ByFaith asked four pastors and missionaries, all of them with years of experience with Hispanic immigrants, this question: How should the fact that illegal immigrants have knowingly broken the law affect our attitudes toward them?
One pastor in Florida said: “I don’t ask the immigrants we help whether they are here legally or not. It’s incumbent upon us to love our neighbors and to help meet their needs.
But I take a different stance about those south of the border. Those who want to come here illegally shouldn’t do it. But we can’t close our doors to those who are already here. We’re still called upon to love mercy and act justly toward them.
The sad part is that illegals often come here wanting to provide for their families back home—but the reality is that their absence often deteriorates the family more than if they’d never left.”
In many cases, we don’t know why people are breaking the law (whether it’s for a family member in need, for example). So my attitude should be to try to understand why they’ve come to the U.S., what their needs are, and their reality here.
But I disagree with those who put water bottles in the desert for illegals crossing the border. I think it’s better to discourage that behavior.
An illegal Mexican immigrant visited the church I pastored in Houston and asked for advice on what he should do. We talked and prayed about it, and it didn’t seem to me that he had a good reason to be here. I counseled him, “For your own good and for the good of your family, I think you should go back.” And he did.
Another illegal couple had become Christians after they moved to the U.S. They were concerned about the lies they had told, and I counseled them to tell the truth to the authorities. They had the mindset that they would be at peace either way: whether they were deported back to Mexico and would help plant a church there, or whether they would stay in our church community in Houston. The authorities let them stay, and that man is a deacon in the church today. It’s a great story of Christians having a big view of God.
Alex Villasana, a Mexican national (both he and his wife have green cards, their two children are U.S. citizens) is planting a PCA church in Norcross, Ga.
We must show hospitality to the alien among us. The state and the kingdom of God do not have the same interests, so we shouldn’t get caught up in the tenor of national politics on this issue.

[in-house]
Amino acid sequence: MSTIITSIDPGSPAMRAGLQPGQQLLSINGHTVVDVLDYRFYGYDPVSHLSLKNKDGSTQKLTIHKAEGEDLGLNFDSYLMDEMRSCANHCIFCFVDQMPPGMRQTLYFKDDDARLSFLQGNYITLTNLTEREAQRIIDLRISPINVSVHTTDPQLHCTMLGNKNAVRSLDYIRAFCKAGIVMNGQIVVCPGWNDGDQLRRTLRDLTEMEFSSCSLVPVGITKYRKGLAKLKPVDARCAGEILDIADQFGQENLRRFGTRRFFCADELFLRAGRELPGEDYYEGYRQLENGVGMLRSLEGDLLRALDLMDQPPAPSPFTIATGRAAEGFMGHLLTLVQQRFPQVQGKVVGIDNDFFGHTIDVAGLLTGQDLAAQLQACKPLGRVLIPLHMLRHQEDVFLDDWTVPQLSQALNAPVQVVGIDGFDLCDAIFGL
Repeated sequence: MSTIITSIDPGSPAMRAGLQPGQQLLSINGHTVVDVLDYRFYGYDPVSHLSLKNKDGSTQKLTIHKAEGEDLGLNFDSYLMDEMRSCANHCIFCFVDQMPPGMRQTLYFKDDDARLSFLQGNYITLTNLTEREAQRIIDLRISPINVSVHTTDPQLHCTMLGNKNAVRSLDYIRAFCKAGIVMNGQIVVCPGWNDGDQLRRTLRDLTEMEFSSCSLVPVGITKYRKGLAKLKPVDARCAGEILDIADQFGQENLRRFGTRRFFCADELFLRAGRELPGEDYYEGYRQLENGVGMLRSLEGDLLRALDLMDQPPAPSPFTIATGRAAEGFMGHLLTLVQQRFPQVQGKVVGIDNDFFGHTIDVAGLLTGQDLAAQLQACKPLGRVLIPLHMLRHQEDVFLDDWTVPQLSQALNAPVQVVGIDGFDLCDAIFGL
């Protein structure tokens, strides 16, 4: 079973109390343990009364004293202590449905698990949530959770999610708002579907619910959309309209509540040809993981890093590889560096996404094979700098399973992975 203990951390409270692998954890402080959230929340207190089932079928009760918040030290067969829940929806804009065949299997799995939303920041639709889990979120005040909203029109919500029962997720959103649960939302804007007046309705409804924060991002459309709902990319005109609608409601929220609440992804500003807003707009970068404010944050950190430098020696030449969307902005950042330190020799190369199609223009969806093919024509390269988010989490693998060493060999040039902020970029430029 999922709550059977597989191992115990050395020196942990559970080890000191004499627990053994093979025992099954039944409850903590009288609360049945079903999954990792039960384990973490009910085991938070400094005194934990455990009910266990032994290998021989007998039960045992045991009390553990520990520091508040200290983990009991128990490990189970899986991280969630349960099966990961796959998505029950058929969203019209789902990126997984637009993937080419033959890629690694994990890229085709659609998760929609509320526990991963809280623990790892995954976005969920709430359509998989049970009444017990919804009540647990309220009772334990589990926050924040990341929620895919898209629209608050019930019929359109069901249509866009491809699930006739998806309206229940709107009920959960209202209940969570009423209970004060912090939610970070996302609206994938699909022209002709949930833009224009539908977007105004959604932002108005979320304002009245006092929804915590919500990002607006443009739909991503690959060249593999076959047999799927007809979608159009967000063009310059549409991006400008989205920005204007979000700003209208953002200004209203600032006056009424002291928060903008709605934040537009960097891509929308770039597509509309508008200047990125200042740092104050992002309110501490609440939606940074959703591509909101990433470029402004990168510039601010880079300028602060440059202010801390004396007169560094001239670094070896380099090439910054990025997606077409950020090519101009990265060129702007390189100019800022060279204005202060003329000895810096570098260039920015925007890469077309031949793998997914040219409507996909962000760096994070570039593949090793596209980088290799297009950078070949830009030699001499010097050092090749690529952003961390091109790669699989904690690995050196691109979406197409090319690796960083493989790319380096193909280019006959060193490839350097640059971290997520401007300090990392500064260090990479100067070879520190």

Violating immigration law is not the same thing as committing murder, though some have equated the two. Our missionaries overseas violate immigration laws all the time. So the question to me is, why do we treat illegal immigrants differently than we treat congregants who speed in traffic or lie on their taxes?
We’re trying to enfold our Hispanic community members into our church. Instead of establishing another church, we’re trying to welcome them into our existing family. It’s hard, but it’s what the gospel is all about.
Travis Hutchinson is pastor of Highlands Presbyterian Church in LaFayette, Ga. The church offers blended services (English and Spanish together) in an increasingly Hispanic community.
Christians are not thinking gospel-centered when it comes to this issue. They reveal a confusion of sword with cross, and the state with the gospel.
Jesus did not do any background checks, and He didn’t question the reason for anyone’s sins or oppression, but instead ministered respectfully and gracefully to all. Therefore, the gospel of Jesus Christ embedded in our attitude is the only rule of conduct for ministering to sinners, even illegal immigrants. Are we servants of the gospel or enforcers of the state?
However, I believe that Christian illegals, if they can’t get legal papers to stay, should go back to their countries out of their relationship to the lordship of Christ.
Al Guerra is a Cuban-born pastor to Hispanics in Chicago, who is getting his doctorate of ministry degree through Reformed Theological Seminary in Orlando.
Is it right to love illegal immigrants? Read the article here.